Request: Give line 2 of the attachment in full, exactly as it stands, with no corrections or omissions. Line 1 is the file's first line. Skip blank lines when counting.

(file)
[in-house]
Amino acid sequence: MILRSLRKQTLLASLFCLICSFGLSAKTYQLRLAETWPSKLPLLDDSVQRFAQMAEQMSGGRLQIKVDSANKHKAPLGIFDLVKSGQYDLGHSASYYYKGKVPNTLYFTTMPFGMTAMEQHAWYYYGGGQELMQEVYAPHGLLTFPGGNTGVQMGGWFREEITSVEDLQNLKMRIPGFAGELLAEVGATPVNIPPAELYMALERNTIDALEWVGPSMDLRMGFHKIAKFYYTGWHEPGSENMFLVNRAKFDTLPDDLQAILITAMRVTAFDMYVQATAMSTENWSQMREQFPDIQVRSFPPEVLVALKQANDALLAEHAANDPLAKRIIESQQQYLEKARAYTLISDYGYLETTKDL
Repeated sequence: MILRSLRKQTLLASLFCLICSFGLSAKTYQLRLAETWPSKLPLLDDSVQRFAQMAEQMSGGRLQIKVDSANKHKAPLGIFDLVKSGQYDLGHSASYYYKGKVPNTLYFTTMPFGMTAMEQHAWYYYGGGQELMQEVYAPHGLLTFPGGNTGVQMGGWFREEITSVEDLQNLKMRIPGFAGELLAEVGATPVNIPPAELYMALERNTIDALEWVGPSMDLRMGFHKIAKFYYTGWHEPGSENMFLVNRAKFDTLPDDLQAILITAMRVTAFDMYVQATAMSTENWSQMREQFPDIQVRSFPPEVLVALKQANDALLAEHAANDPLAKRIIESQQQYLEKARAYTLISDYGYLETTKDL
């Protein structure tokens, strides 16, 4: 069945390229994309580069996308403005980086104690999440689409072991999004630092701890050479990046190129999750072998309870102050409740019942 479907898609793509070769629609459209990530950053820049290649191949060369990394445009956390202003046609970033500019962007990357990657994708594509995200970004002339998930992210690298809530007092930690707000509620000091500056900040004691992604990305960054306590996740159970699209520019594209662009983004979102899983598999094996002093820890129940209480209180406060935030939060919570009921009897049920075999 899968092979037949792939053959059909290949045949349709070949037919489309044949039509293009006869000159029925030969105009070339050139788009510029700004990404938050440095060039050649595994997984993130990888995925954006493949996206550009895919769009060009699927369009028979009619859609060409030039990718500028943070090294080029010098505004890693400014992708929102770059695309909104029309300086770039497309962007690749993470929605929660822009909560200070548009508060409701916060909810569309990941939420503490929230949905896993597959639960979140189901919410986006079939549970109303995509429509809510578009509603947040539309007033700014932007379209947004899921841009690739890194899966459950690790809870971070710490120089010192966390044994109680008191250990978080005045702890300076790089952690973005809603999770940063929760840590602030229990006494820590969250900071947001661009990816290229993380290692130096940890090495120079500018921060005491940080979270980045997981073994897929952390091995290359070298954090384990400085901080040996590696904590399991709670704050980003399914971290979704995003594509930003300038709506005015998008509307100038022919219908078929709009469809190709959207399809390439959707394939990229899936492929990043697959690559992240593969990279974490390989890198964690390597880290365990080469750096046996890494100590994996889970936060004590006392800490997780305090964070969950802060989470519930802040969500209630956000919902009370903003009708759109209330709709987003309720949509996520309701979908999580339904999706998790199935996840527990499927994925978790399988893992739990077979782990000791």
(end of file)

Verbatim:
Amino acid sequence: MILRSLRKQTLLASLFCLICSFGLSAKTYQLRLAETWPSKLPLLDDSVQRFAQMAEQMSGGRLQIKVDSANKHKAPLGIFDLVKSGQYDLGHSASYYYKGKVPNTLYFTTMPFGMTAMEQHAWYYYGGGQELMQEVYAPHGLLTFPGGNTGVQMGGWFREEITSVEDLQNLKMRIPGFAGELLAEVGATPVNIPPAELYMALERNTIDALEWVGPSMDLRMGFHKIAKFYYTGWHEPGSENMFLVNRAKFDTLPDDLQAILITAMRVTAFDMYVQATAMSTENWSQMREQFPDIQVRSFPPEVLVALKQANDALLAEHAANDPLAKRIIESQQQYLEKARAYTLISDYGYLETTKDL